Wednesday, September 26, 2007

"I Am Your Father, Luke"

A Reading Fool said she'd be looking for my further comments on Rowan Hood An Outlaw Girl of Sherwood Forest by Nancy Springer (whom I've met a couple of times over the years). That was all the encouragement I needed.

Now I didn't read Rowan Hood. I listened to it on CD. I believe that listening to a book is a legitimate way of "reading" because you are taking in content, the author is still communicating with you. But I also think it's different from reading. I've wondered if I've liked listening to some books (say The Miraculous Journey of Edward Tulane) more than I would have liked reading them. And I had to give up listening to Count Karlstein because it was read by a full cast and I couldn't follow what was going on without dialogue tags. That wouldn't have happened if I'd been reading.

But what often happens when I'm listening to books on CD in the car is that I get the reaction of my traveling companion, when I have one. In this case, I did, and he had some very interesting things to say.

Right off the bat, Rowan comes home to find her house burned and mom toast. "Just like Star Wars!" the other occupant of the car observed. That was a very big plus as far as he was concerned. In fact, he found any number of Star Wars connections while listening to Rowan Hood, though, personally, I think equating the wolf/dog Rowan takes up with to Chewbacca was a bit of a stretch. But, yeah, there's a daddy quest and a sort of rebel group opposing the bad guys who have all the power.

I think the reason he saw these connections (other than that he really likes Star Wars) is that both stories do follow a traditional journey/quest format, complete with the call that Colleen at Chasing Ray was talking about a while back. There's nothing like finding your family dead and your home gone to send you out on the road.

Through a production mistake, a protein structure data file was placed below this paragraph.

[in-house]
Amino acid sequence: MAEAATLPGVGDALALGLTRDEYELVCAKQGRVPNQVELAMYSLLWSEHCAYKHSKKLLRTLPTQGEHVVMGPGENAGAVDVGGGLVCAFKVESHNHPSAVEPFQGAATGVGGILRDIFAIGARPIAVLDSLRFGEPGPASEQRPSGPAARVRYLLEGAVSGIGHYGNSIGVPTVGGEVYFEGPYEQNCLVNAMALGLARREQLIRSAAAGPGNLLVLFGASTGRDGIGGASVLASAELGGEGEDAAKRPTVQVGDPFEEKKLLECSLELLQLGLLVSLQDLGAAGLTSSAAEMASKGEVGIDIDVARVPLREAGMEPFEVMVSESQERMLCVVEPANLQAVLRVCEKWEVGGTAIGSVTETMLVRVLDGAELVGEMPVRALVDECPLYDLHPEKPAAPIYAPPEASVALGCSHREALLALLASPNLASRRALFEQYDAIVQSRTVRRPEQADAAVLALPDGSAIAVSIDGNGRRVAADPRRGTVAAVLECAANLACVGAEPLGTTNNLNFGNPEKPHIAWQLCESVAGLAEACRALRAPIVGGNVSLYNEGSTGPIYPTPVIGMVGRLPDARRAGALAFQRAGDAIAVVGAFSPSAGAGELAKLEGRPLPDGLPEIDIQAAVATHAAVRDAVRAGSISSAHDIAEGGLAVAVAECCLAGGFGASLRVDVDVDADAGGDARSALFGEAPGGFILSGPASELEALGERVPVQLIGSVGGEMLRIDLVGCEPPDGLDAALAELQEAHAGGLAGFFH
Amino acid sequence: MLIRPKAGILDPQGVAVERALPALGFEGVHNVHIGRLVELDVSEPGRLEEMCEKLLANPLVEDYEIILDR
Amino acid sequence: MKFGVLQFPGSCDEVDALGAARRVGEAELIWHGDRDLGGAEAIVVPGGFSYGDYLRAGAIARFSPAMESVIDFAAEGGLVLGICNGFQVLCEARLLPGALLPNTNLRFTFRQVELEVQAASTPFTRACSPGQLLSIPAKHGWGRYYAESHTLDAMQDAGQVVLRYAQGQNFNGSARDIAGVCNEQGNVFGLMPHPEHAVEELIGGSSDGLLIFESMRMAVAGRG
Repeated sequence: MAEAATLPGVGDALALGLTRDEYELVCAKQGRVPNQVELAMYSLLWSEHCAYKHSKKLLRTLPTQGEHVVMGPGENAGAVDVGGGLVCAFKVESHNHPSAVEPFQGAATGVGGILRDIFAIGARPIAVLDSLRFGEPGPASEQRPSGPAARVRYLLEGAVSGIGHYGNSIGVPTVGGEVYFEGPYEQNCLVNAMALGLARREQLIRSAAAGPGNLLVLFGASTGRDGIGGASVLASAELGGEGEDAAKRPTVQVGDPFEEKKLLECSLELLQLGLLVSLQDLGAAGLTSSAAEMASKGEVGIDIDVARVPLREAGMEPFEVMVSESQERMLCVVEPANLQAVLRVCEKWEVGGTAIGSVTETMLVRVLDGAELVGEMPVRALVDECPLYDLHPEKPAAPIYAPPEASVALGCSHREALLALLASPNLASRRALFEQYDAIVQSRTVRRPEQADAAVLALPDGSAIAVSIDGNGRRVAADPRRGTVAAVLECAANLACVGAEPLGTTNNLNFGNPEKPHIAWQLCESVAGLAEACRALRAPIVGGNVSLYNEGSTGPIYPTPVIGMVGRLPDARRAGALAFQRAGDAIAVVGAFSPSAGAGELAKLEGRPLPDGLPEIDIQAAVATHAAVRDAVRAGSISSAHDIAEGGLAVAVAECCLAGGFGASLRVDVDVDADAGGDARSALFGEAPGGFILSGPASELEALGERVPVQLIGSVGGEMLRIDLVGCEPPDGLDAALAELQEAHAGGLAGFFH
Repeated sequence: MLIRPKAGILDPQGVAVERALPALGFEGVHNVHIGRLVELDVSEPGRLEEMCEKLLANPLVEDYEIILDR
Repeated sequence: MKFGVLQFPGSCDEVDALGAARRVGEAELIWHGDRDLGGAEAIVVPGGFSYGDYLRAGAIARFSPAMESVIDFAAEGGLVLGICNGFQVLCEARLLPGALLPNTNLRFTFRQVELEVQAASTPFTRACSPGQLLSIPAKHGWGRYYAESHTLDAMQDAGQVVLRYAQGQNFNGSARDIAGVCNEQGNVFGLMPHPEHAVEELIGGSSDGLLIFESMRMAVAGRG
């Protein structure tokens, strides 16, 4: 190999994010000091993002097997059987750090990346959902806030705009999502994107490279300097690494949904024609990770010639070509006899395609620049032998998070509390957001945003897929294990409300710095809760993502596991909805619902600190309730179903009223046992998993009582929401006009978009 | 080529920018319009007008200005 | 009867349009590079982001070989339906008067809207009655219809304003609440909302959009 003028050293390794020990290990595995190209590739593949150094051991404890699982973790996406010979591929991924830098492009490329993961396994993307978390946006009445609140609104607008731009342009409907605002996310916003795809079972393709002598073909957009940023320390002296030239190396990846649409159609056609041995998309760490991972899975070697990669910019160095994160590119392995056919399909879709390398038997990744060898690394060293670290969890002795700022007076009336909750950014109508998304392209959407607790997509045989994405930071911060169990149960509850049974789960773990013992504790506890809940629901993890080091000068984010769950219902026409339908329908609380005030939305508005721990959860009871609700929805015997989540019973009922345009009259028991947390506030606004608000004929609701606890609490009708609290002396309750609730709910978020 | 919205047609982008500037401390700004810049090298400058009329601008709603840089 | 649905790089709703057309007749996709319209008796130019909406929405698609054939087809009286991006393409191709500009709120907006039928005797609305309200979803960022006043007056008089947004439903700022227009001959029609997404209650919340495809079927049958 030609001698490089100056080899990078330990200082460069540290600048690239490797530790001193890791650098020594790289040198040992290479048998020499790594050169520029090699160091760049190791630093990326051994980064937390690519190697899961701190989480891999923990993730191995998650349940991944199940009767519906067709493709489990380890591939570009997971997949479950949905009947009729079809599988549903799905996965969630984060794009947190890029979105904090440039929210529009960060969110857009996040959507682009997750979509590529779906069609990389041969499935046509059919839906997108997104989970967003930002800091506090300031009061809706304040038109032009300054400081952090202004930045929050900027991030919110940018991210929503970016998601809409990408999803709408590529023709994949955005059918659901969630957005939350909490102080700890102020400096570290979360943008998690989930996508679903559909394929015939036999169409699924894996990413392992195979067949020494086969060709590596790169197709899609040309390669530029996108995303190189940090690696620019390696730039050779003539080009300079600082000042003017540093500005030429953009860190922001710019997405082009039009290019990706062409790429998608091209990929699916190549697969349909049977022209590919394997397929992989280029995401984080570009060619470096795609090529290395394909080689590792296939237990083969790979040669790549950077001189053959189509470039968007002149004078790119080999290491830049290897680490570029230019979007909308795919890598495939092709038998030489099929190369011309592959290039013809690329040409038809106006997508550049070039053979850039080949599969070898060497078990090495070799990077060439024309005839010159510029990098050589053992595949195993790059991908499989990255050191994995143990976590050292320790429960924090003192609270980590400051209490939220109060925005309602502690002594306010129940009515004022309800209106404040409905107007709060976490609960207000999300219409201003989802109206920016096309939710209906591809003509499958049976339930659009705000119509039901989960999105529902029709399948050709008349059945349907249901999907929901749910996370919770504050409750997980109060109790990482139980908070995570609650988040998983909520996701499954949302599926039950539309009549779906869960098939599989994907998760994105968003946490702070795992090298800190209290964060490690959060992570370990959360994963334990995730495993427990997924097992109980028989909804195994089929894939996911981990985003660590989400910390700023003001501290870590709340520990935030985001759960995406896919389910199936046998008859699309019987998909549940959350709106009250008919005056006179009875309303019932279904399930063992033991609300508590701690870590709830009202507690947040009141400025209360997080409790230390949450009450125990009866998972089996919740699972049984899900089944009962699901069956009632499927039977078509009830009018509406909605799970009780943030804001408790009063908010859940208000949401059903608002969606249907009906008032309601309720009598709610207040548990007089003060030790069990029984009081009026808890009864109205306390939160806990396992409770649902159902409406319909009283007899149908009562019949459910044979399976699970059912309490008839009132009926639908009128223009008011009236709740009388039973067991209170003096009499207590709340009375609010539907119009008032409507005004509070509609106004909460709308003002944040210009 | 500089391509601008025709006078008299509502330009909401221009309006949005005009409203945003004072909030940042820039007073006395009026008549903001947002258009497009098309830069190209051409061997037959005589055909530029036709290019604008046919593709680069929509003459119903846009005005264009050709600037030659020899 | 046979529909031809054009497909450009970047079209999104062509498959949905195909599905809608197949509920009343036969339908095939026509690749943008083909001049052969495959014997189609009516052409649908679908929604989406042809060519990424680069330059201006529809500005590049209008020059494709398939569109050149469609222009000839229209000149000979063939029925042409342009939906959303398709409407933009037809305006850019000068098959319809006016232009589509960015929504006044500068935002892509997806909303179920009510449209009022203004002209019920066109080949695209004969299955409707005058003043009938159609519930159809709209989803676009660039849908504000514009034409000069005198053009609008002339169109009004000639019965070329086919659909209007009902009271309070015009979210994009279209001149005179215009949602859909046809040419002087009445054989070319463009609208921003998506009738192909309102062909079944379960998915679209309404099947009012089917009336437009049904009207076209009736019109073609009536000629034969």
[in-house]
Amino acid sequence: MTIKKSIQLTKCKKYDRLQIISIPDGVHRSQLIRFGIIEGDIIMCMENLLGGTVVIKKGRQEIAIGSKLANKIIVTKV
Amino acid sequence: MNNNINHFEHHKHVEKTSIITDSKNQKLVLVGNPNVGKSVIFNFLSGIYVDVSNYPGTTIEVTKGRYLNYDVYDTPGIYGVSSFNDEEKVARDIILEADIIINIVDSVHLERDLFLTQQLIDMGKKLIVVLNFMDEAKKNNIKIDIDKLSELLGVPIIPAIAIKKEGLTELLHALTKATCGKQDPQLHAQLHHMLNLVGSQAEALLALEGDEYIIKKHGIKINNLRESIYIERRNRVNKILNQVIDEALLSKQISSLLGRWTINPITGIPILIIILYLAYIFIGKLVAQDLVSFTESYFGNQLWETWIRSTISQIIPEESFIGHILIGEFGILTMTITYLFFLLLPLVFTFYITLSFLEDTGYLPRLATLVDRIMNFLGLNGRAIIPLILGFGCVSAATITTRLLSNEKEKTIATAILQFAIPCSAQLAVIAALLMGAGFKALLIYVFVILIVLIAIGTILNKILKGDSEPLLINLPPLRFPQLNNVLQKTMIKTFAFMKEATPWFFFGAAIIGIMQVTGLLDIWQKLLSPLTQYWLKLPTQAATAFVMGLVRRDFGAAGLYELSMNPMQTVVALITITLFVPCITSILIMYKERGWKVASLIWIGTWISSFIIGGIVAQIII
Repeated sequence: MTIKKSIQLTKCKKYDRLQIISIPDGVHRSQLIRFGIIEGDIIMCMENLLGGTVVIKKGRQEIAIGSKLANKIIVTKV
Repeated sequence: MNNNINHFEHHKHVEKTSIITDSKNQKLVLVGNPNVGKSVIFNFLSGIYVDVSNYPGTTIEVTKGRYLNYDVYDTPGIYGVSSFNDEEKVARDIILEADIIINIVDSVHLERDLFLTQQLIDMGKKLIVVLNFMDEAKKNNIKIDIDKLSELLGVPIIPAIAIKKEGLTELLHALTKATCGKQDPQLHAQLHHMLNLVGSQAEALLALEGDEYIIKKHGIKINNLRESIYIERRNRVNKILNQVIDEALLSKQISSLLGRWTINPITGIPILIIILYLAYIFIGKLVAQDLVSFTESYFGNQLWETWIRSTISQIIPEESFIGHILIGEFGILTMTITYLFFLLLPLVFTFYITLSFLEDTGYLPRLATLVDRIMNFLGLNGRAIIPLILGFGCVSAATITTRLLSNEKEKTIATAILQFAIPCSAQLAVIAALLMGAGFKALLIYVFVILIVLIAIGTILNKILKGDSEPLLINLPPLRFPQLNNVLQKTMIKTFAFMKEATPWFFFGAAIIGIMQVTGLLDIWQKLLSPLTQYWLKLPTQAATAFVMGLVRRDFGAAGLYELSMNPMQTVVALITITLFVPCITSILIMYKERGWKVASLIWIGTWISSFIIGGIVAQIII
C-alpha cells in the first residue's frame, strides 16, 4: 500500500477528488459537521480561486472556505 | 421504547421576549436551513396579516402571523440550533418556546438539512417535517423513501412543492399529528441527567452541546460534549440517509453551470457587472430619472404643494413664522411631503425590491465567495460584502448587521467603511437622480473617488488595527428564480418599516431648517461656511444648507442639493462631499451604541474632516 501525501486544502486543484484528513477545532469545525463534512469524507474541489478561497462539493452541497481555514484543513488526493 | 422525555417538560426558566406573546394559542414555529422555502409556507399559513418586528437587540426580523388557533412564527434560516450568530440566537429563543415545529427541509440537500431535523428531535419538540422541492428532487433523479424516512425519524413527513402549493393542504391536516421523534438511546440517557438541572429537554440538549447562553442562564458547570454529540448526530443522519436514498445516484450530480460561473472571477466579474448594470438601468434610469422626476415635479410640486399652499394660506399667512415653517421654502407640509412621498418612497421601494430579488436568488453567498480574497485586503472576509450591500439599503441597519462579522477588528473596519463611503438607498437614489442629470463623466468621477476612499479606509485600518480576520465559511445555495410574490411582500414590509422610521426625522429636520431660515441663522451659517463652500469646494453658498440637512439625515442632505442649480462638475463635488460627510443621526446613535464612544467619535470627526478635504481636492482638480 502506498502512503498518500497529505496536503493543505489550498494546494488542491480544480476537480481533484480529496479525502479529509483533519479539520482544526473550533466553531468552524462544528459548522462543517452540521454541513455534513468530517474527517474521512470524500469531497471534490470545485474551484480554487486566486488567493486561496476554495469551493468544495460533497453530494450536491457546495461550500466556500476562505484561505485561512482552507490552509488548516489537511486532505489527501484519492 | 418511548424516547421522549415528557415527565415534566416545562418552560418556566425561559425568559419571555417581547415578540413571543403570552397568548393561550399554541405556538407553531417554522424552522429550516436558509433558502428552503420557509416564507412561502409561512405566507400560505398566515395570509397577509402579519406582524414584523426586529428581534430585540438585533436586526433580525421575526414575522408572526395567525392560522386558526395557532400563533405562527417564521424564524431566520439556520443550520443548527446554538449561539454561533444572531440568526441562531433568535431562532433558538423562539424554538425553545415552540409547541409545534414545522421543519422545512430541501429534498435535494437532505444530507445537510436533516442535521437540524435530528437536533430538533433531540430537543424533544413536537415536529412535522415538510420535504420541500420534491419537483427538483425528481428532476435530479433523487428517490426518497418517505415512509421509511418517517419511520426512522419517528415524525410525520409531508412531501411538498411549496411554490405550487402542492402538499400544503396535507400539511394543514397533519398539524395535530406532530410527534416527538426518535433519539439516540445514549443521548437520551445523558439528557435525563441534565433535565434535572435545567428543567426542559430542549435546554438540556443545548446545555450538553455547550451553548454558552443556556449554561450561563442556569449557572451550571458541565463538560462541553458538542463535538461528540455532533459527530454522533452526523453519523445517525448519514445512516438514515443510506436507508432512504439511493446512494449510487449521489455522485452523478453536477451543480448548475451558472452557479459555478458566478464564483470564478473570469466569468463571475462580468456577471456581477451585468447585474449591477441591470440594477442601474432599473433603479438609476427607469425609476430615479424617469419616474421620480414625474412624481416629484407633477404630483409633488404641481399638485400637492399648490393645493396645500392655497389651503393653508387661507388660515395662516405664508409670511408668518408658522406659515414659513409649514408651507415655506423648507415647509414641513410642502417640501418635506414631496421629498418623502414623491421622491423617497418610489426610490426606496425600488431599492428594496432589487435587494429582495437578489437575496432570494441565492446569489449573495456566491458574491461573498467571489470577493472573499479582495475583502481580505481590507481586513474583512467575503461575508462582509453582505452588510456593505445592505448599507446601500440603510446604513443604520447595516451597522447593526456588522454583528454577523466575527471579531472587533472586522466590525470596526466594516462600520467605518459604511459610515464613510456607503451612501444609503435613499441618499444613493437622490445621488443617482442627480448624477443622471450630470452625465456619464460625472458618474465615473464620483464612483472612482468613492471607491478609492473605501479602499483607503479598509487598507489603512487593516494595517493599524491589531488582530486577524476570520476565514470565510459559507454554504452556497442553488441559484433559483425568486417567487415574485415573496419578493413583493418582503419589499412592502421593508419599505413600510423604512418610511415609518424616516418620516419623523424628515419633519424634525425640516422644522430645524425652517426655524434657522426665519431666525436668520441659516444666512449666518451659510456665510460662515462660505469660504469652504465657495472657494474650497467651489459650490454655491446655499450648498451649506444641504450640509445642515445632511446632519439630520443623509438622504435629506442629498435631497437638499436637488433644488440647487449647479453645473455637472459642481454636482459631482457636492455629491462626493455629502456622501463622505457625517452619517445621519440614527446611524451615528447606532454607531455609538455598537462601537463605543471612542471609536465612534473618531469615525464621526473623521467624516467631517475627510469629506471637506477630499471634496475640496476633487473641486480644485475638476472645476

I noted more mundane things about the story. For instance, you know how in romantic movies the male and female leads often have these misunderstandings before they finally get together? Well, you got that kind of thing here, except that the misunderstandings were between a daughter and father. There's nothing wrong with that. I'm just saying.

Springer did a good job of making the action of the story around the child characters instead of just drifting into letting Robin Hood take over. That could easily have happened with such a powerful and legendary figure. And I liked Rowan's scooby gang quite a bit. I definitely would consider listening to the sequel on another long car trip.


Miriam said...
This comment has been removed by the author.
Miriam said...

Star Wars? I never thought of that. But then, I rarely make that kind of connection when I read. I guess I'm just not that deep a thinker. But what I am really most interested in hearing from you now is what you think of the sequels. I had high hopes after reading this one, because I think Nancy Springer created interesting characters and a pretty tight storyline. There was a nice balance between the tense moments and the more mundane portions of daily life. The characters were believable (well, Lionel a little less so than the others). But one of the sequels introduces a character that worked less well for me. This also could be an instance where listening on tape might have made a difference. What might have been glossed over in print became annoying in audio. But that may also have been because the character is annoying. But I can't say too much more, because it would give away a major plot point. (By the way, lest I sound too negative, I love her books about Morgan Le Fay and Mordred.)

(First post deleted to fix typo.)

Gail Gauthier said...

I liked Lionel. I've read some reviews for Lionclaw, which sounds as if it focuses on him, and they were mixed.